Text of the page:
The OECD has warned the EU and the eurozone in particular that the recession on the continent increasingly risks threatening the world's economic recovery. It urged more macroeconomic measures to fuel growth.
OECD Chief Economist Pier Carlo Padoan said Wednesday he saw the global economy moving forward, but added the recovery was still disappointing and taking place "at multiple speeds."
In its latest global outlook, the Paris-based Organisation for Economic Co-operation and Development (OECD) feared that the protracted weakness in Europe could evolve into stagnation with negative implications for the global economy.
Winning back confidence
"Eurozone policymakers have often been behind the curve and the whole continent is still beset by weakly capitalized banks, public debt financing requirements and exit risks," the organization wrote in its report.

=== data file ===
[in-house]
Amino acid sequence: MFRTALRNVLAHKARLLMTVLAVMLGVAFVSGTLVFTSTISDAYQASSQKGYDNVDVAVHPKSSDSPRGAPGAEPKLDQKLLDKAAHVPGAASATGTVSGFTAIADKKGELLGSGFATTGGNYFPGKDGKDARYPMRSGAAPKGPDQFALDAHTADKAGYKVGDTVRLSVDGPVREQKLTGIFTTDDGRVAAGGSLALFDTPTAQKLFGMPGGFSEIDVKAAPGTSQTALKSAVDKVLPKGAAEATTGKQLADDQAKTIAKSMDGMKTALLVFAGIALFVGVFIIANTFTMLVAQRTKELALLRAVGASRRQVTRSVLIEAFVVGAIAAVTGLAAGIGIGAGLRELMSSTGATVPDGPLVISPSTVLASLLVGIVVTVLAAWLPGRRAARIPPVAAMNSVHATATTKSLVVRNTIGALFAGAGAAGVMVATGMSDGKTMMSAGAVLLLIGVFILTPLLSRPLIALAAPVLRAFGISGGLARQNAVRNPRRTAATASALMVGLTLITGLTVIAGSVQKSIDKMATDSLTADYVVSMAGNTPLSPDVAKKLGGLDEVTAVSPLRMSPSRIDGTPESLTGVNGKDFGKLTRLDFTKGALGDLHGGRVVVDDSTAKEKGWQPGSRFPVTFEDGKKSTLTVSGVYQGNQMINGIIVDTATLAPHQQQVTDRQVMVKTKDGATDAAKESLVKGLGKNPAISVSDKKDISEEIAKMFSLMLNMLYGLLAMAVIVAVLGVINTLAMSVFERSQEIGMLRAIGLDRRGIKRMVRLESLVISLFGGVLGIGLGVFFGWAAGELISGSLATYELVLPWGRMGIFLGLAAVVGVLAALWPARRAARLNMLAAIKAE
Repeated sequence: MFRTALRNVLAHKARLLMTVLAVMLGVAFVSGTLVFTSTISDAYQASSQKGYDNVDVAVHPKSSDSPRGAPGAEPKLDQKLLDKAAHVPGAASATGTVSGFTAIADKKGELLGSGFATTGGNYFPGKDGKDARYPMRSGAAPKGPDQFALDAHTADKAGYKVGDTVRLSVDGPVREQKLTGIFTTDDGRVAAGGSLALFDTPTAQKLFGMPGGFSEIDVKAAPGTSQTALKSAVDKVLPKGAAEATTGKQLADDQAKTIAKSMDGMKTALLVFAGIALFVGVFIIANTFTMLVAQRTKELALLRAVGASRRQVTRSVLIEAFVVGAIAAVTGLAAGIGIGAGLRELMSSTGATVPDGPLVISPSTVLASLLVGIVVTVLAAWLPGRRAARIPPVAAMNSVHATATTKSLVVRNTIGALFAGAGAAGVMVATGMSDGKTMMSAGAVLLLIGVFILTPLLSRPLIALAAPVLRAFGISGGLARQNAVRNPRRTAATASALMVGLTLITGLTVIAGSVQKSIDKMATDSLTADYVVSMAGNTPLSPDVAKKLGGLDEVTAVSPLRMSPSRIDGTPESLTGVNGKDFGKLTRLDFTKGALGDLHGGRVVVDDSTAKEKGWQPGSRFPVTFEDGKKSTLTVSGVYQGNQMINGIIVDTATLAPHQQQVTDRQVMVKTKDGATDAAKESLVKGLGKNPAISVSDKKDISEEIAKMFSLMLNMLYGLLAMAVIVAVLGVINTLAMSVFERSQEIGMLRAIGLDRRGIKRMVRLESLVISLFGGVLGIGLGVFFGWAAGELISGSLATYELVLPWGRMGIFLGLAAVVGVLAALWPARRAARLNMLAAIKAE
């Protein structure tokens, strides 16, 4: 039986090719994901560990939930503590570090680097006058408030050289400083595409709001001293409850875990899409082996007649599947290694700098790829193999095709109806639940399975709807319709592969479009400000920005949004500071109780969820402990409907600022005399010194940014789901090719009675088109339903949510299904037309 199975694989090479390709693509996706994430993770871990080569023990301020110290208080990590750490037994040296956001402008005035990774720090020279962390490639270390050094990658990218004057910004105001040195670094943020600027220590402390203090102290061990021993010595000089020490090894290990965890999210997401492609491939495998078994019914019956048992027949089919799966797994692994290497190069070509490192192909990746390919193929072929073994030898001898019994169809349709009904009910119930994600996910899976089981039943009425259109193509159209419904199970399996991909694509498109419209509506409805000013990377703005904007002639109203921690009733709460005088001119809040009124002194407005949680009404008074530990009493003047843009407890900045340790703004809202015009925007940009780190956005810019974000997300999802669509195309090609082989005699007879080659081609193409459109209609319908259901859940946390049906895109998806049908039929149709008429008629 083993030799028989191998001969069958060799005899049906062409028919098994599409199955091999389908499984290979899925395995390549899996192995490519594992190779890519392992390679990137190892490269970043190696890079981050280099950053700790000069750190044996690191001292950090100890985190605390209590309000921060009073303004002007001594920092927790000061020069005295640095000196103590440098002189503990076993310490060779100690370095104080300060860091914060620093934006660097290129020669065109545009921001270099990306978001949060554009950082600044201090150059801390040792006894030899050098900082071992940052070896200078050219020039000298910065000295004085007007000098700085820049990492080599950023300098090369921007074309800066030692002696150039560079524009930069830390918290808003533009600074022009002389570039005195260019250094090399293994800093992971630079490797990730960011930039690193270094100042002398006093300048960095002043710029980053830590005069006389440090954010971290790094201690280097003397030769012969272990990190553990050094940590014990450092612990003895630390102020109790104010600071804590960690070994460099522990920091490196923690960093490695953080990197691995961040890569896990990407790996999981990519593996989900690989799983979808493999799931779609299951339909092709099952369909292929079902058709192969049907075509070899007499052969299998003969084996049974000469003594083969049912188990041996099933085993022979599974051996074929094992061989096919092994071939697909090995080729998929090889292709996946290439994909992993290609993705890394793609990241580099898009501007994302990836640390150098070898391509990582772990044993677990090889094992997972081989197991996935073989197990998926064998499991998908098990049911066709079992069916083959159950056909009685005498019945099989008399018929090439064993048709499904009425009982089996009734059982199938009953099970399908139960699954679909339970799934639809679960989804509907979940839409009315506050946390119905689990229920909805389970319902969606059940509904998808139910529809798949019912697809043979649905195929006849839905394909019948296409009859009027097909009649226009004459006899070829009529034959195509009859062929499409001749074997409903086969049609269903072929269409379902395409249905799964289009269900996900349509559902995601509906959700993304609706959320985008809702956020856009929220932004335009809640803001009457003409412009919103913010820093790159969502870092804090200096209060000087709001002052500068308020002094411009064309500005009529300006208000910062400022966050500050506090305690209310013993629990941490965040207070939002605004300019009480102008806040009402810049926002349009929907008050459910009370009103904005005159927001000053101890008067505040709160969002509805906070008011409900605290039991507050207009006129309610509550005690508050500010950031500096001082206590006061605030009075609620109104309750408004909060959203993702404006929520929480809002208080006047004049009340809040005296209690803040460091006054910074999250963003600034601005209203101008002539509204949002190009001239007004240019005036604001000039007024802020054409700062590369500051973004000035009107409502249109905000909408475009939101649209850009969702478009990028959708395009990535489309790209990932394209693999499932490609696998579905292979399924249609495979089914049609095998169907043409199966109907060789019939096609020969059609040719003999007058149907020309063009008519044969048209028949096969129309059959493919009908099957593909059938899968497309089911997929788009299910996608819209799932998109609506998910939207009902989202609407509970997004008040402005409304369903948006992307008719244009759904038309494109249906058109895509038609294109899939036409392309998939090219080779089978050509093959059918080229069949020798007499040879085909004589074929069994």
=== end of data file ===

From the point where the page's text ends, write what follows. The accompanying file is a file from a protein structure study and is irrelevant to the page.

It also said that unemployment in the eurozone was likely to rise further from the current 12.1-percent rate to stabilize at a very high level only in 2014. It noted that Europe's young people were especially suffering, with unemployment of around 50 percent in some of the hardest-hit euro area nations such as Greece and Spain.
OECD officials urged European governments to do more to support economic recovery. It praised the European Central Bank (ECB) for its loose monetary policy, but demanded more non-conventional measures to spur growth and enhance stability by pushing ahead with the planned Europe-wide banking union.
hg/kms (AFP, dpa)